• Publish scholarship, white papers, and reports to shape statewide planning, recovery and preservation policy
  • Co-plan and engage in participatory action research with communities to help them reach their preservation and revitalization goals

Program Lead

View profile

Andrea R. Roberts

Assistant Professor, Urban Planning

979.458.7802 Email Andrea R. Roberts

Project website

Texas Freedom Colonies Project™ Atlas and Study

Texas Freedom Colonies Project™ Digital Humanities Projects


Recent Publications

2019, Macadoo, A., Zunino, H., Sagner-Tapia, J. & Matarrita-Cascante, D. (2019). Los Migrantes por Estilo de Vida del Valle de Malacahuello desde una Perspectiva Postcolonial, La Araucania Chile. Diálogo Andino. Revista de Historia, Geografía y Cultura Andina. In press.

2018, Manzano, H., Outley, C., Gonzalez, J. & Matarrita-Cascante, D. (2018). The Influence of Self Efficacy Beliefs in the Academic Performance of Latino/a Students: A Systematic Review of the Literature. Hispanic Journal of Behavioral Sciences. 40(2): 176-209.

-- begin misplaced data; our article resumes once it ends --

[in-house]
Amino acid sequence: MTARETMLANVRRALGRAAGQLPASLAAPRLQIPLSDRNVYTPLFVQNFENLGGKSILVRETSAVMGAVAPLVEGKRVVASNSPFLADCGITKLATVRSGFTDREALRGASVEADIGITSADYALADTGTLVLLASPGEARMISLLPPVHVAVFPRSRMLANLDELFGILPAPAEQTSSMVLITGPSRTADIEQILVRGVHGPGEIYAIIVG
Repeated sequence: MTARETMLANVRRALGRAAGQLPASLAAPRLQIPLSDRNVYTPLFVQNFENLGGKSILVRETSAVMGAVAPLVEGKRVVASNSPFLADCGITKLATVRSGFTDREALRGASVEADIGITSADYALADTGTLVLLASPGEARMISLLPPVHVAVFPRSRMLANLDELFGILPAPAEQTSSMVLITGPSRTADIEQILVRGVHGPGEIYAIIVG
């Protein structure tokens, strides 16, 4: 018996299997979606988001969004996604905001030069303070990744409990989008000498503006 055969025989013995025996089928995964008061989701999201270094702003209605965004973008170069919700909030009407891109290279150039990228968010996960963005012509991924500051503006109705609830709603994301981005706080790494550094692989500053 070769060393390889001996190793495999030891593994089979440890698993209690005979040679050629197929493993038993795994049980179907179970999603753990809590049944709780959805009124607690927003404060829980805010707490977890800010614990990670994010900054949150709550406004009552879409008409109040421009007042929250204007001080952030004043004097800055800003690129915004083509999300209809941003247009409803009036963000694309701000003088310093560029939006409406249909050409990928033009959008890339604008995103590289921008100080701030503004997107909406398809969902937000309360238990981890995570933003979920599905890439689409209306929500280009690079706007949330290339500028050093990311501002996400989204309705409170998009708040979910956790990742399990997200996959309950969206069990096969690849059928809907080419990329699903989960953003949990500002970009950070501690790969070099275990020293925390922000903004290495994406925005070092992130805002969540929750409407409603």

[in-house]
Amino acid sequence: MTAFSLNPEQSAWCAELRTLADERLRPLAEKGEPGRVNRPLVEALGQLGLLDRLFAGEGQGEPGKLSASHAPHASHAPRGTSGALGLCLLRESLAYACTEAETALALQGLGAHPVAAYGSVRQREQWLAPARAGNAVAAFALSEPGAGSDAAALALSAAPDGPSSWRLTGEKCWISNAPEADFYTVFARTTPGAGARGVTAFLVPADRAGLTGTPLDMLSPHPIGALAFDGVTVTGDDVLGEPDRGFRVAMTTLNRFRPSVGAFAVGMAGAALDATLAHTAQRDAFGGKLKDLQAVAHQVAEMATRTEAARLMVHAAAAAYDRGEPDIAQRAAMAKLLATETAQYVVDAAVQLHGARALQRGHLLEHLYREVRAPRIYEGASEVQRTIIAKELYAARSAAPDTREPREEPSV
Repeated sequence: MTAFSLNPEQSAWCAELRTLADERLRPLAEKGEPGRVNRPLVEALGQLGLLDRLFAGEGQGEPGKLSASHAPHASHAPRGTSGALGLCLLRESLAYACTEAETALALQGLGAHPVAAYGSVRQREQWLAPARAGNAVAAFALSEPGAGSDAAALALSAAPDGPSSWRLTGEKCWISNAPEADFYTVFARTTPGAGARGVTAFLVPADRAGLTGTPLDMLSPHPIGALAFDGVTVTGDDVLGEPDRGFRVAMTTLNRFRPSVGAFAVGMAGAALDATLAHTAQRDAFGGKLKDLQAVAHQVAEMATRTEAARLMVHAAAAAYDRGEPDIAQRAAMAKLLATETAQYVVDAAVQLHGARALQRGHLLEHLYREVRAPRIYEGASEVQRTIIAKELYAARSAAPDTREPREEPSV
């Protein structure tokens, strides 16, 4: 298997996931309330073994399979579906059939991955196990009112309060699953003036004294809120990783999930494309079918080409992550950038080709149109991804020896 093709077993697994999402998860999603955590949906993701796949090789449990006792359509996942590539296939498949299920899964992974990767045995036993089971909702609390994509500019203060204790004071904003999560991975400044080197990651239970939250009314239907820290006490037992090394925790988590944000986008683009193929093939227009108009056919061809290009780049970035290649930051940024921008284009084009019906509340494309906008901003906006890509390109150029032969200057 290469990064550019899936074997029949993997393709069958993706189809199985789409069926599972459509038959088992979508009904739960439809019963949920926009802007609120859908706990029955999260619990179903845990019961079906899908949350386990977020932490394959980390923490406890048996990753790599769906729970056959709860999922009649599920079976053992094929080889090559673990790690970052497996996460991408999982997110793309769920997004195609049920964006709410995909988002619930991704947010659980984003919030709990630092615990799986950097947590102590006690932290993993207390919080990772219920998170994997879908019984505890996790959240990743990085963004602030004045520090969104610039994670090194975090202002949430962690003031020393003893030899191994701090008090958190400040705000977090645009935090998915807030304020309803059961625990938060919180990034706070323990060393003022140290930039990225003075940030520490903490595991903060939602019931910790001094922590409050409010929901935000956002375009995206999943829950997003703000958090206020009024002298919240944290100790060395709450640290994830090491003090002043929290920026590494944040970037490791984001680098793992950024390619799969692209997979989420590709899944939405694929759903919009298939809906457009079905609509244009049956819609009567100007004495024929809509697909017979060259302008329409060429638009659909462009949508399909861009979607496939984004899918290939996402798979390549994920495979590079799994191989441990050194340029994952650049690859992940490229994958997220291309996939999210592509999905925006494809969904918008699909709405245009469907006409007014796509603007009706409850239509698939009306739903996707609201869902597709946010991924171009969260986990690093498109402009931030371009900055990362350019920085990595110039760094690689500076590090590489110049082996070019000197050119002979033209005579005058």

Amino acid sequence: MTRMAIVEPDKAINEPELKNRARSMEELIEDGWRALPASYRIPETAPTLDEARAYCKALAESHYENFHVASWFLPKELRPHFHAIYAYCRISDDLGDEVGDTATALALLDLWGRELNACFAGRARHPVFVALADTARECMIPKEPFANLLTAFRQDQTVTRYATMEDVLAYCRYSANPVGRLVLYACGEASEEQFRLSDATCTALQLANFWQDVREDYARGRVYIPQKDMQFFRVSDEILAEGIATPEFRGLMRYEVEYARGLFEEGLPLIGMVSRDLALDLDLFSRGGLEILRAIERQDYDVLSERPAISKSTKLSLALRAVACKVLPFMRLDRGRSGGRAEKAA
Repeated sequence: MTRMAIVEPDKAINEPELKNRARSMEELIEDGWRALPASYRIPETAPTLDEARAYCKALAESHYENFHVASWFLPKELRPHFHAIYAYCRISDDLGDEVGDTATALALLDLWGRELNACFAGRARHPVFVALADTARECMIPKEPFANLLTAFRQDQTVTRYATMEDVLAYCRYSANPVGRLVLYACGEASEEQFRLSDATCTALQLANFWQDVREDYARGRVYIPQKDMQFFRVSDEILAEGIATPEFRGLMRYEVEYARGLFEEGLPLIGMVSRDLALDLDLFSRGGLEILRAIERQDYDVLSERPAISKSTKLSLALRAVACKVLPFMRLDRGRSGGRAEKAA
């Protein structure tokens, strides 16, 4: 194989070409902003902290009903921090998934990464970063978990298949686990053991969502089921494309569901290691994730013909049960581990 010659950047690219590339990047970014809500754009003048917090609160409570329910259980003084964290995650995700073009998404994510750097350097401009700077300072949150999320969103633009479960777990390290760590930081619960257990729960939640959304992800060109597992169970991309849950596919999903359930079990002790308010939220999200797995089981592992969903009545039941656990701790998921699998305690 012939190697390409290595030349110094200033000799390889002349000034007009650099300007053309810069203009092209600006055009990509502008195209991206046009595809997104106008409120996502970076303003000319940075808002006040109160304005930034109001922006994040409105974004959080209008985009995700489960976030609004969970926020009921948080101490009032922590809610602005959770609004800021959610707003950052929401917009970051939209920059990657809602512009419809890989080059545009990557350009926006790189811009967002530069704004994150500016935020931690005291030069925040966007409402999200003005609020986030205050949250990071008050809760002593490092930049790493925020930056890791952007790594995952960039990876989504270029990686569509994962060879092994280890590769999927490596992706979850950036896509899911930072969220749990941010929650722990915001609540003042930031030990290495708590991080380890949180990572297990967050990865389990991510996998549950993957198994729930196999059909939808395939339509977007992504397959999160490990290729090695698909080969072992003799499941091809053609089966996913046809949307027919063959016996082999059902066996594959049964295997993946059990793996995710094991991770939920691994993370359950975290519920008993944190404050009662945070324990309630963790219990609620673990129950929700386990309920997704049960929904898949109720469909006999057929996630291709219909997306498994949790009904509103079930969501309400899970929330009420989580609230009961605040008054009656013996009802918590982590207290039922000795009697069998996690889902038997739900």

2018, Choi, M., Van Zandt, S. & Matarrita-Cascante, D. (2018). Can Community Land Trusts Slow Gentrification? Journal of Public Affairs 40(3): 394-411.

2017, Matarrita-Cascante, D., Zunino, H. & Sagner-Tapia, J. (2017). Amenity/Lifestyle Migration in the Chilean Andes: Understanding the Views of “The Other” and its Effects on Integrated Community Development. Sustainability 9(9): 1619.

2014, Hughes, Michael, Jill Kiecolt, Verna M. Keith, and David H. Demo. “Racial Identity and Well-being among African Americans.” Social Psychological Quarterly 78:1:25-48. 2014